Each step is run until there is no more input to process, which in this case would mean that each corresponding file has been completely processed. The first step, playerLoad, begins executing by grabbing one line of input from the file and parsing it into a domain object. That domain object is then passed to a dao, which writes it out to the PLAYERS table. This action is repeated until there are no more lines in the file, causing the playerLoad step to finish. Next, the gameLoad step does the same for the games input file, inserting into the GAMES table. Once finished, the playerSummarization step can begin. Unlike the first two steps, playerSummarization’s input comes from the database, using a Sql statement to combine the GAMES and PLAYERS table. Each returned row is packaged into a domain object and written out to the PLAYER_SUMMARY table.

Now that we’ve discussed the entire flow of the batch job, we can dive deeper into the first step: playerLoad:

<bean id="playerload" class="org.springframework.batch...SimpleStepConfiguration">
 <property name="commitInterval" value="100" />
<property name="tasklet">
<bean class="org.springframework...RestartableItemProviderTasklet">
   <property name="itemProvider">...</property>
   <property name="itemProcessor">...</property>

The root bean in this case is a StepConfiguration, which can be considered a ‘blueprint’ that tells the execution environment basic details about how the batch job should be executed. It contains two properties (others have been removed for greater clarity): Tasklet and commitInterval. The Tasklet is the main abstraction representing the developer’s business logic within the batch job. After performing all necessary startup, the framework will periodically delegate to the Tasklet. In this way, the developer can remain solely concerned with their business logic. In this case, which is quite typical, the Tasklet has been split into two classes:

  • Item Provider – the source of the information pipe. At the most basic level, input is read in from an input source, parsed into a domain object and returned. In this way, the good batch architecture practice of ensuring all data has been read before beginning processing can be enforced, along with providing a possible avenue for reuse.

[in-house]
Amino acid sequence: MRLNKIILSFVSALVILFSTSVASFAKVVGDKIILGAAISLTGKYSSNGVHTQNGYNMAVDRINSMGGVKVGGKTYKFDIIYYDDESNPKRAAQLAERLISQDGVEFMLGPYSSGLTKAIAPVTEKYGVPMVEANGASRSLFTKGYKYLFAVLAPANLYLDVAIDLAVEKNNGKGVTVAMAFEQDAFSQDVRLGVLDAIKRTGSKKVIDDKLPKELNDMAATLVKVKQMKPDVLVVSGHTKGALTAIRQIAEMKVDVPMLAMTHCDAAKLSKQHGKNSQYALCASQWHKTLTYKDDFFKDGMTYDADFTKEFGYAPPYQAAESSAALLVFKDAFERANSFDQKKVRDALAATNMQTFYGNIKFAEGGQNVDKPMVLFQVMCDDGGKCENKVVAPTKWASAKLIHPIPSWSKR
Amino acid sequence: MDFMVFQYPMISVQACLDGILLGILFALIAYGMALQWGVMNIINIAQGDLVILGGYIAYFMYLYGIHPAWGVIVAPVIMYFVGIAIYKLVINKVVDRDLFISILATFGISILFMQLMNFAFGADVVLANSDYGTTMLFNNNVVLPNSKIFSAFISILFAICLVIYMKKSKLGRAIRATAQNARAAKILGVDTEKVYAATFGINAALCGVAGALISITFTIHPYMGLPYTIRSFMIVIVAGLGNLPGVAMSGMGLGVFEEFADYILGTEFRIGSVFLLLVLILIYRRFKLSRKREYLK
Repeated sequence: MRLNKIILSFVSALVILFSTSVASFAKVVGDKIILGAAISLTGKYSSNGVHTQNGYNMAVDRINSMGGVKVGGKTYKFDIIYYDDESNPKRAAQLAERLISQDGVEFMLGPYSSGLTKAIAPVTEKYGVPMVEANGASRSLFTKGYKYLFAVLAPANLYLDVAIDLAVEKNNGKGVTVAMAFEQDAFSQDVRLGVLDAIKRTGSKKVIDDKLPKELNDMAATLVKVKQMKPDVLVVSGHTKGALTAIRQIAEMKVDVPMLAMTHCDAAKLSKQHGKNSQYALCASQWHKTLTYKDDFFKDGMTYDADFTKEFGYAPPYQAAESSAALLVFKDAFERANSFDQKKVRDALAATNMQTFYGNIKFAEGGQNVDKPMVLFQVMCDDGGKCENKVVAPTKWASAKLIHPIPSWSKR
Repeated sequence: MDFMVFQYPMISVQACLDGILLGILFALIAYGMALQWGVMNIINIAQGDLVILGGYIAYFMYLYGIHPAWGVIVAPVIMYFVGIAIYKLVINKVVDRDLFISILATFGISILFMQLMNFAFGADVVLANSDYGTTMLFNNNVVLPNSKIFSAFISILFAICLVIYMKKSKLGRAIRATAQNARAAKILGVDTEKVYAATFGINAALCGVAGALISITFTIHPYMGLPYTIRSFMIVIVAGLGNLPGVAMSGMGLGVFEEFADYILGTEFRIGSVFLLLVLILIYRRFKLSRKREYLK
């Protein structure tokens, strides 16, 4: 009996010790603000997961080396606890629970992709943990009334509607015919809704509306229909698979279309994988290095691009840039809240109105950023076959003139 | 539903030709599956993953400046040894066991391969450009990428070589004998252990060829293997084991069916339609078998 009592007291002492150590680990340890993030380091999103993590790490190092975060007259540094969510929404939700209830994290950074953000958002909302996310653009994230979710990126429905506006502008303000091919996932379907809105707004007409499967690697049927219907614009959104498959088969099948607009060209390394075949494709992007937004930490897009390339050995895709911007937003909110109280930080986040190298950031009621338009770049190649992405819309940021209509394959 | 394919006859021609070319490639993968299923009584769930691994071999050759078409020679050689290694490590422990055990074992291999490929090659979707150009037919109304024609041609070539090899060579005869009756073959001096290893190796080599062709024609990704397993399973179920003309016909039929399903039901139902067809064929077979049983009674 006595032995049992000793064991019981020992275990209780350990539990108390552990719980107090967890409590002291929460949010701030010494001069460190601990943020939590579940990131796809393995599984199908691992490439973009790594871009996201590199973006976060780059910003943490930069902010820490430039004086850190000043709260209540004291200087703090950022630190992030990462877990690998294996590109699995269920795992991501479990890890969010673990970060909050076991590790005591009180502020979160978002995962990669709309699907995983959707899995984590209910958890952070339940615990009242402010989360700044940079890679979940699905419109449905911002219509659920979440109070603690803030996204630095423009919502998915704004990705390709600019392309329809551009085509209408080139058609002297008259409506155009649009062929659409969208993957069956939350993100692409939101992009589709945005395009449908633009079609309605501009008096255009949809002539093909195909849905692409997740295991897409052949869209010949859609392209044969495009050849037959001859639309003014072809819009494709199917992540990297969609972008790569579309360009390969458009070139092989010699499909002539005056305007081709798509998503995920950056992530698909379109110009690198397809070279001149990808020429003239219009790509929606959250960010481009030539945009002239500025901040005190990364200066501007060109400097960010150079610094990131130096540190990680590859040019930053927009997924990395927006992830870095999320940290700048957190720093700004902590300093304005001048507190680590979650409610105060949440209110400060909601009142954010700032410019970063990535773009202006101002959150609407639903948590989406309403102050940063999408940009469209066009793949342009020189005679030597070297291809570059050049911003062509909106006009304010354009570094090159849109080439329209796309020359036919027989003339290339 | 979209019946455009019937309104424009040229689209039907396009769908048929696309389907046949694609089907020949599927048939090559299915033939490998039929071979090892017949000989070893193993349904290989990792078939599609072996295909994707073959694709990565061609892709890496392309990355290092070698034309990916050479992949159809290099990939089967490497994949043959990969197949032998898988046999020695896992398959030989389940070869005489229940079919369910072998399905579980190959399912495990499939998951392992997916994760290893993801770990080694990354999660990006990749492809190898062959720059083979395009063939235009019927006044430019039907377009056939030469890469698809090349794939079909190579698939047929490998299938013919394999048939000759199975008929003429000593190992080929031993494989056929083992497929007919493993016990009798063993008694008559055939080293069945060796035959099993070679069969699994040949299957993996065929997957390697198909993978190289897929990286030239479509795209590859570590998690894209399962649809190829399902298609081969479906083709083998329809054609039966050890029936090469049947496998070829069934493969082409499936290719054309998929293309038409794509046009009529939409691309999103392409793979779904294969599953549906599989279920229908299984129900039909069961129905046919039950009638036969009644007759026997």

• Item Processor – the business logic. At a high level, the ItemProcessor takes the item returned from the ItemProvider and ‘processes’ it. In our case it’s a data access object that is simply responsible for inserting a record into the PLAYERS table.

Clearly, the developer does very little. There is a job configuration with a configured number of steps, an Item Provider associated to some type of input source and Item Processor associated to some type of output source, as well as a little mapping of data from flat records to objects.

The other property to the StepConfiguration, commitInterval, gives the framework vital information about how to control transactions during the batch run. Due to the large amount of data involved in batch processing, it is advantageous to ‘batch’ together multiple Logical Units of Work into one transaction, since starting and committing a transaction is expensive. For example, in the playerLoad step, the framework calls the execute() method on the Tasklet, which then calls next() on the ItemProvider. The ItemProvider reads one record from the file, and then returns a domain object representation, which is passed to the processor. The processor then writes the one record to the database. It can then be said that one operation = one call to Tasklet.execute() = one line of the file. Therefore, setting the commitInterval to 5 would result in the framework committing a transaction after 5 lines have been read from the file, with 5 resultant entries in the PLAYERS table.